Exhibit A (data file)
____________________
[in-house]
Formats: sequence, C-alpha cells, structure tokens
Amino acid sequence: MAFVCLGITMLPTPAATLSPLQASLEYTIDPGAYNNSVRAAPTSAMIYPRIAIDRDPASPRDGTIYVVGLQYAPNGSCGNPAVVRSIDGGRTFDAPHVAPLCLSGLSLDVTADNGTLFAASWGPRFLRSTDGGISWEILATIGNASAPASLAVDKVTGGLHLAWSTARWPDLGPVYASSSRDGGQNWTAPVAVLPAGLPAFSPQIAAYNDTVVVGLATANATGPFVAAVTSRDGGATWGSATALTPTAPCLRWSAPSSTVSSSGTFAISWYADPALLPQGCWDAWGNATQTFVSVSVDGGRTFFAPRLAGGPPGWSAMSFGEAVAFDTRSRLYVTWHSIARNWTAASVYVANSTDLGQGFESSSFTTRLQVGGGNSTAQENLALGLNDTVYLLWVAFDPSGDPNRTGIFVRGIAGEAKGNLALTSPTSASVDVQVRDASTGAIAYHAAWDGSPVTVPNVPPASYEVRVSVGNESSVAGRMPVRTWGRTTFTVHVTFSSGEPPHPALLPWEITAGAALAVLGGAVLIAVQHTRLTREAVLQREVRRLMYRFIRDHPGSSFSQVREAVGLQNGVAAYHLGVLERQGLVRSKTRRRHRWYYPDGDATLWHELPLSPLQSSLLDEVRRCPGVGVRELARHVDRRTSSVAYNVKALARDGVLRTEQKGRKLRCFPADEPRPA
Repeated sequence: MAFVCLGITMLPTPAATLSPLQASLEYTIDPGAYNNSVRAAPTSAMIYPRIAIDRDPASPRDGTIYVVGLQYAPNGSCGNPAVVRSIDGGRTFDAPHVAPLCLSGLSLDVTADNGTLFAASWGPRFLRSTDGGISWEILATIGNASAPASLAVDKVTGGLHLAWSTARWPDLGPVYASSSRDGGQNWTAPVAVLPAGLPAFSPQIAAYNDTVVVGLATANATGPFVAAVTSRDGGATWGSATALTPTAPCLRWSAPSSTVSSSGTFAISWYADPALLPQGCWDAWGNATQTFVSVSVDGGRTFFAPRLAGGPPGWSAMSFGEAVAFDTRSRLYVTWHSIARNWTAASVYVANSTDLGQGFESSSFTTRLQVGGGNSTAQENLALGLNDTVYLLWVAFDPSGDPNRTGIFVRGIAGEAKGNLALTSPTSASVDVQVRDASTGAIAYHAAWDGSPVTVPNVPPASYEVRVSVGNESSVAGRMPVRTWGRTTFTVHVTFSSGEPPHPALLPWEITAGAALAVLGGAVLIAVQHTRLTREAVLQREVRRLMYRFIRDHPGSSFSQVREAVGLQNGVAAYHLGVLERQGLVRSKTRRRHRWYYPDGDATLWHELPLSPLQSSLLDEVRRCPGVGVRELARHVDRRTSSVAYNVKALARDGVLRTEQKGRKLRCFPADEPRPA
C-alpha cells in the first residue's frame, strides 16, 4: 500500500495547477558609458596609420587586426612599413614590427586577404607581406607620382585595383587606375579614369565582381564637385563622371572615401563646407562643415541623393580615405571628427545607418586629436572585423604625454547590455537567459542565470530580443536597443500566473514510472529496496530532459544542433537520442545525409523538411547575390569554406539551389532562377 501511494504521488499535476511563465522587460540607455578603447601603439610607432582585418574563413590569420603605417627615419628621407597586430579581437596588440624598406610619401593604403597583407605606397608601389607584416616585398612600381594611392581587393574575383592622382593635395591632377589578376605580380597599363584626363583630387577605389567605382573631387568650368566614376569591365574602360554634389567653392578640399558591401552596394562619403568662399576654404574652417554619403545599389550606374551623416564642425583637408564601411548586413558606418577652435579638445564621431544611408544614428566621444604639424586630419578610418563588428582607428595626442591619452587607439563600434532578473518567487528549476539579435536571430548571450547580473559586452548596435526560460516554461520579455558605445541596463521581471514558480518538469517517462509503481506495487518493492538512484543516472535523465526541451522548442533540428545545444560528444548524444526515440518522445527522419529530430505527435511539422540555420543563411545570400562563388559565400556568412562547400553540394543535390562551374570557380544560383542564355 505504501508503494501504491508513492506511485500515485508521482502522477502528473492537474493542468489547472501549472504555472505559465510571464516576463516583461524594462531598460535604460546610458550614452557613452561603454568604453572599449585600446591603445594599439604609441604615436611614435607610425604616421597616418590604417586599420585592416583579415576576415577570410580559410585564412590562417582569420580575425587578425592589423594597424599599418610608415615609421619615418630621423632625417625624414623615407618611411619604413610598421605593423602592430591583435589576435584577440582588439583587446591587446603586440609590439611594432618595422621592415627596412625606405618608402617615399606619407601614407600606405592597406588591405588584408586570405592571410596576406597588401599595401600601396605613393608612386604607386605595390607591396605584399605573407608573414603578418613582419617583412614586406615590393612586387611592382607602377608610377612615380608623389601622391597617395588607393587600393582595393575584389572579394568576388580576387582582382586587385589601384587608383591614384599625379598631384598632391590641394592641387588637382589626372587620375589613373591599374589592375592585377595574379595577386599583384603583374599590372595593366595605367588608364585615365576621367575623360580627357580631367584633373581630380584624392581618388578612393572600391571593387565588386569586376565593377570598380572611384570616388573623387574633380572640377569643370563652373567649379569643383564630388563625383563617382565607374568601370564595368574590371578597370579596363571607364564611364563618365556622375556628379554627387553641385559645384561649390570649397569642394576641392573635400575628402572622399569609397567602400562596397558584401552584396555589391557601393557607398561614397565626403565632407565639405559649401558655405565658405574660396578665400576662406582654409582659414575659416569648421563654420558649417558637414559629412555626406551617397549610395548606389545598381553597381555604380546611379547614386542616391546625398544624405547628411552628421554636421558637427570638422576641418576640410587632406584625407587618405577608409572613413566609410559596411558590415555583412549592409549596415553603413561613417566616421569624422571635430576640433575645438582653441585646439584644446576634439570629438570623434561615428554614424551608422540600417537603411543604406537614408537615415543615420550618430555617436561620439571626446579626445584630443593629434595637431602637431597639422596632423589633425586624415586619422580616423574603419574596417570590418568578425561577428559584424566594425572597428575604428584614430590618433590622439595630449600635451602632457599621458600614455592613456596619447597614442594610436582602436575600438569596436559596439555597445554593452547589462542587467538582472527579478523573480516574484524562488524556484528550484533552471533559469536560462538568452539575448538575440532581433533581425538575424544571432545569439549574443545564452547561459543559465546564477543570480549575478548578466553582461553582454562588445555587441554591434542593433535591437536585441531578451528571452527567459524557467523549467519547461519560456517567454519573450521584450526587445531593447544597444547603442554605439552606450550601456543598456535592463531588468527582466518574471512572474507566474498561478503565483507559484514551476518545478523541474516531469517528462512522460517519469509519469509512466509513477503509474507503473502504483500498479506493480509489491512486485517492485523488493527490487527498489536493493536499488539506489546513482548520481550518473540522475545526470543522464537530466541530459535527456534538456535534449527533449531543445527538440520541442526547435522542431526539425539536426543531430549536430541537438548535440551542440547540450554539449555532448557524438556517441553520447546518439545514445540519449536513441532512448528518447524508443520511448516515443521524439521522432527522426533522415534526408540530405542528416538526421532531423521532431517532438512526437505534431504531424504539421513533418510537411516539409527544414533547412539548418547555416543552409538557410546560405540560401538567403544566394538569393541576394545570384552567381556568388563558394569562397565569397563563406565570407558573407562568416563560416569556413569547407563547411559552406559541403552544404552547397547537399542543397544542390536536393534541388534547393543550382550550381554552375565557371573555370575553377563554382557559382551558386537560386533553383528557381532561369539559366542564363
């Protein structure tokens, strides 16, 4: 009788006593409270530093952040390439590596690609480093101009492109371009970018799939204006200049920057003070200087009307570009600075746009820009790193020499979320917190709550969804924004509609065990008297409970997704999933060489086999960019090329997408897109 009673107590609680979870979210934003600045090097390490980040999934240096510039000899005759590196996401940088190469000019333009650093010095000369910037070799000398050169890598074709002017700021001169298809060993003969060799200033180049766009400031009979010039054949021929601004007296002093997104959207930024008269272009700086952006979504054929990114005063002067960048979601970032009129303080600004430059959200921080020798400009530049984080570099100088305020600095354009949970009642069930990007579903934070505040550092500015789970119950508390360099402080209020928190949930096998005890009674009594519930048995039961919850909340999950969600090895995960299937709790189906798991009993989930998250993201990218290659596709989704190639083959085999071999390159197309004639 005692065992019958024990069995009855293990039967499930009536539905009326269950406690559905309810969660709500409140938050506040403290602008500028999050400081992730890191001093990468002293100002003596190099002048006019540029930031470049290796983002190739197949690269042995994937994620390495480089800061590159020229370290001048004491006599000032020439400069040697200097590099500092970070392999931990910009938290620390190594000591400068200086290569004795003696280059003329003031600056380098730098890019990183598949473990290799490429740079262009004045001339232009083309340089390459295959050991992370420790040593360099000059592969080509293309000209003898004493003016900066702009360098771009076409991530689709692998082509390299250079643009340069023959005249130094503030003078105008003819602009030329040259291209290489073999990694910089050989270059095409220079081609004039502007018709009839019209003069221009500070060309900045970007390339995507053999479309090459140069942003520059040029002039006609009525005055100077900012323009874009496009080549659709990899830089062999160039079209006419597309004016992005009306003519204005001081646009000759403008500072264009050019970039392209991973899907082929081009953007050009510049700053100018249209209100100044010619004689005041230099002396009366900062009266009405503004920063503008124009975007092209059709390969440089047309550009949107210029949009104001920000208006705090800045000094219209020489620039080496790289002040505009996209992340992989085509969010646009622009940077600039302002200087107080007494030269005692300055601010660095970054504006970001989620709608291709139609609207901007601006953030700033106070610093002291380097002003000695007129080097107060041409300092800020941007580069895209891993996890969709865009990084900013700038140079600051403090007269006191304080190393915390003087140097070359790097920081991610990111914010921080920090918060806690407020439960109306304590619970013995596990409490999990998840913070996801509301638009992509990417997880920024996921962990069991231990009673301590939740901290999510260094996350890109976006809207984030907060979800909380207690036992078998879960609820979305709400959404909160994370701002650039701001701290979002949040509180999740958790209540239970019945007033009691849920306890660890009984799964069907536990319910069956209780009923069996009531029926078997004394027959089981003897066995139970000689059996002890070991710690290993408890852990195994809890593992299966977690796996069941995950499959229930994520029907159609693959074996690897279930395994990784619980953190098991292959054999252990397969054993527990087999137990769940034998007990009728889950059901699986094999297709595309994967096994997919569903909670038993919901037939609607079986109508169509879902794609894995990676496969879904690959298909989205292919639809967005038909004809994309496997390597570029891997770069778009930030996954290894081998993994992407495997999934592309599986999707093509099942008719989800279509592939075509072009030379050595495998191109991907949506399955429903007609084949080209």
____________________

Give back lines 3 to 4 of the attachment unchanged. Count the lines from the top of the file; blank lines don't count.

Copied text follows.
Amino acid sequence: MAFVCLGITMLPTPAATLSPLQASLEYTIDPGAYNNSVRAAPTSAMIYPRIAIDRDPASPRDGTIYVVGLQYAPNGSCGNPAVVRSIDGGRTFDAPHVAPLCLSGLSLDVTADNGTLFAASWGPRFLRSTDGGISWEILATIGNASAPASLAVDKVTGGLHLAWSTARWPDLGPVYASSSRDGGQNWTAPVAVLPAGLPAFSPQIAAYNDTVVVGLATANATGPFVAAVTSRDGGATWGSATALTPTAPCLRWSAPSSTVSSSGTFAISWYADPALLPQGCWDAWGNATQTFVSVSVDGGRTFFAPRLAGGPPGWSAMSFGEAVAFDTRSRLYVTWHSIARNWTAASVYVANSTDLGQGFESSSFTTRLQVGGGNSTAQENLALGLNDTVYLLWVAFDPSGDPNRTGIFVRGIAGEAKGNLALTSPTSASVDVQVRDASTGAIAYHAAWDGSPVTVPNVPPASYEVRVSVGNESSVAGRMPVRTWGRTTFTVHVTFSSGEPPHPALLPWEITAGAALAVLGGAVLIAVQHTRLTREAVLQREVRRLMYRFIRDHPGSSFSQVREAVGLQNGVAAYHLGVLERQGLVRSKTRRRHRWYYPDGDATLWHELPLSPLQSSLLDEVRRCPGVGVRELARHVDRRTSSVAYNVKALARDGVLRTEQKGRKLRCFPADEPRPA
Repeated sequence: MAFVCLGITMLPTPAATLSPLQASLEYTIDPGAYNNSVRAAPTSAMIYPRIAIDRDPASPRDGTIYVVGLQYAPNGSCGNPAVVRSIDGGRTFDAPHVAPLCLSGLSLDVTADNGTLFAASWGPRFLRSTDGGISWEILATIGNASAPASLAVDKVTGGLHLAWSTARWPDLGPVYASSSRDGGQNWTAPVAVLPAGLPAFSPQIAAYNDTVVVGLATANATGPFVAAVTSRDGGATWGSATALTPTAPCLRWSAPSSTVSSSGTFAISWYADPALLPQGCWDAWGNATQTFVSVSVDGGRTFFAPRLAGGPPGWSAMSFGEAVAFDTRSRLYVTWHSIARNWTAASVYVANSTDLGQGFESSSFTTRLQVGGGNSTAQENLALGLNDTVYLLWVAFDPSGDPNRTGIFVRGIAGEAKGNLALTSPTSASVDVQVRDASTGAIAYHAAWDGSPVTVPNVPPASYEVRVSVGNESSVAGRMPVRTWGRTTFTVHVTFSSGEPPHPALLPWEITAGAALAVLGGAVLIAVQHTRLTREAVLQREVRRLMYRFIRDHPGSSFSQVREAVGLQNGVAAYHLGVLERQGLVRSKTRRRHRWYYPDGDATLWHELPLSPLQSSLLDEVRRCPGVGVRELARHVDRRTSSVAYNVKALARDGVLRTEQKGRKLRCFPADEPRPA